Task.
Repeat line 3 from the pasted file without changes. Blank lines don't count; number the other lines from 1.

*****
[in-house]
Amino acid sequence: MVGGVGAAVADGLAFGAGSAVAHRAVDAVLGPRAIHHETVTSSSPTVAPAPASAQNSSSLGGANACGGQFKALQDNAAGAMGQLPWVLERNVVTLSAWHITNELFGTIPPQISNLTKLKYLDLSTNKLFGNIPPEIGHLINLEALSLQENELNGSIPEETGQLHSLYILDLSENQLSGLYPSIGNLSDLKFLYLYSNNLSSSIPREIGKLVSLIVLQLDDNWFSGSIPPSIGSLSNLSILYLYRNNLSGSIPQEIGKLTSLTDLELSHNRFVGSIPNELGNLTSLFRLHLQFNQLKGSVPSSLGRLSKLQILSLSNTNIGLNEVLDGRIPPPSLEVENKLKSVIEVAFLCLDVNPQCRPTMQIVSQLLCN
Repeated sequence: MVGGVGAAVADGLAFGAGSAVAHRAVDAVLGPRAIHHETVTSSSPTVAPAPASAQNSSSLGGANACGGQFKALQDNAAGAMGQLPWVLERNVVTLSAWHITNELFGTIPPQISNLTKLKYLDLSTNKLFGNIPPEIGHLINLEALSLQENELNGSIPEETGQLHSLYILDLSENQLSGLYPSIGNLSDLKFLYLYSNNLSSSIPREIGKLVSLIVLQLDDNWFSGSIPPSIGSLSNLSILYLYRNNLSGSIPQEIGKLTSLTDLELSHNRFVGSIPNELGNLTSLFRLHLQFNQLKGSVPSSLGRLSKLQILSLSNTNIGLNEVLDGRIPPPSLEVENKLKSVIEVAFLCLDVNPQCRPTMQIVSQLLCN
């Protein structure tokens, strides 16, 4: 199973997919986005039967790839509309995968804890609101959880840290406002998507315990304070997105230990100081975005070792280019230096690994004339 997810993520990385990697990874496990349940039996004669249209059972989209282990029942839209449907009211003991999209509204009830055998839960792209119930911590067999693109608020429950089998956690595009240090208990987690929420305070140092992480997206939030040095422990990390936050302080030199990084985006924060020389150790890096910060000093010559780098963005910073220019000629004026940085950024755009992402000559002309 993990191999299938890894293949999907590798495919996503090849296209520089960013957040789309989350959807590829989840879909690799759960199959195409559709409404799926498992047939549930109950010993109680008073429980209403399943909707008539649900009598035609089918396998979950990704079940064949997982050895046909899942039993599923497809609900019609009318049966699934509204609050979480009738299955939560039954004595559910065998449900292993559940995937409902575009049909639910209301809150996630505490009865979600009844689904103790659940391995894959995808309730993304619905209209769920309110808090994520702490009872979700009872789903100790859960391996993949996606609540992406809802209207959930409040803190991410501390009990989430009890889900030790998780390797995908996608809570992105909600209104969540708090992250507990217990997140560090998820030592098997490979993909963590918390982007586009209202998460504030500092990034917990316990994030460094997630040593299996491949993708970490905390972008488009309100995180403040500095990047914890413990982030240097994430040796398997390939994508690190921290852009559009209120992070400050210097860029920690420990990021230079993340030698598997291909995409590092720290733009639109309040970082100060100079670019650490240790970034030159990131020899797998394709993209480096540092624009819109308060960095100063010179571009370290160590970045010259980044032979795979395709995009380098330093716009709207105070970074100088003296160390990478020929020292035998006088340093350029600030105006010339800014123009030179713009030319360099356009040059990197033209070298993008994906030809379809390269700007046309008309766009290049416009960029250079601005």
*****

Repeated sequence: MVGGVGAAVADGLAFGAGSAVAHRAVDAVLGPRAIHHETVTSSSPTVAPAPASAQNSSSLGGANACGGQFKALQDNAAGAMGQLPWVLERNVVTLSAWHITNELFGTIPPQISNLTKLKYLDLSTNKLFGNIPPEIGHLINLEALSLQENELNGSIPEETGQLHSLYILDLSENQLSGLYPSIGNLSDLKFLYLYSNNLSSSIPREIGKLVSLIVLQLDDNWFSGSIPPSIGSLSNLSILYLYRNNLSGSIPQEIGKLTSLTDLELSHNRFVGSIPNELGNLTSLFRLHLQFNQLKGSVPSSLGRLSKLQILSLSNTNIGLNEVLDGRIPPPSLEVENKLKSVIEVAFLCLDVNPQCRPTMQIVSQLLCN